2. Due to budget cuts, the mayor’s proposed funding for after-school and other youth programs was never implemented.
  3. Three years ago, a new chief of police was appointed who instituted foot patrols in high crime areas.
  4. The crime rate in neighboring cities has been on the rise for the past three years.
  5. The after-school programs had an even higher rate of attendance than was expected.


This question asks you to weaken the argument. The author writes that without the new mayor’s leadership, the recent decline in the crime rate would not have occurred. However, the only evidence we’re given is that the mayor’s platform included anti-crime programs that preceded the drop in crime. There are dozens of possible reasons for a decline in crime, therefore this argument isn’t very persuasive. To weaken the argument, find a statement that shows that the decline in the crime rate may have been caused by something other than the mayor’s taking office.

Choice (C) suggests that it could have been caused at least in part by the new chief of police, whose increase in officers patrolling by foot could very well have made a positive impact on the crime rate. Choice (A) is irrelevant; we’re only concerned with the past three years. Choice (B) fails to weaken the conclusion because it’s possible that while the youth programs were never implemented, other anti-crime programs were. Choice (D) is irrelevant. Choice (E) strengthens the argument. Choice (C) weakens the argument and is the best answer.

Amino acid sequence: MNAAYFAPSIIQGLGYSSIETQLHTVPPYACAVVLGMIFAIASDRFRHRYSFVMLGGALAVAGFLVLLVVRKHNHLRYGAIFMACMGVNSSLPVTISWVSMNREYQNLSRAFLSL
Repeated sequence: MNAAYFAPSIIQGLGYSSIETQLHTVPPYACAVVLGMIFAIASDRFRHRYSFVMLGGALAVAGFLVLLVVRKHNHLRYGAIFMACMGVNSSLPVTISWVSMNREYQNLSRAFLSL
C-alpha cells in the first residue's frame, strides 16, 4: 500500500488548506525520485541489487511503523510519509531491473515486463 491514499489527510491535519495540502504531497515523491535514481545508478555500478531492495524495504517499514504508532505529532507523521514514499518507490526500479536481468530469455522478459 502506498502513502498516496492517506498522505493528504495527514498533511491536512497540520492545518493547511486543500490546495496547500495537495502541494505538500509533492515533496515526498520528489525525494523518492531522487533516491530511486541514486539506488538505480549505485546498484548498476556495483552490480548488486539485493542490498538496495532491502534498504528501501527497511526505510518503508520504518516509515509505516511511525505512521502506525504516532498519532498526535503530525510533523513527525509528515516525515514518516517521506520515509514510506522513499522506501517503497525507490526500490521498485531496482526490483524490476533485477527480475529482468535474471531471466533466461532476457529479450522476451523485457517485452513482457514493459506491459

Example 3

In many pre-schools, children commonly tend to get colds before their resistance develops, and the colds become much less frequent. It is clear that a child requires several colds before white blood cell concentrations rise high enough to effectively deal with colds.

Which of the following, if true, most seriously weakens this theory?

  1. Children commonly spread viruses and bacteria in a small, closed environment.
  2. The use of Vitamin C increases resistance to the common cold and decreases its frequency.
  3. Parents stock up on cold medicine that alleviates the symptoms of a cold after a child gets sick.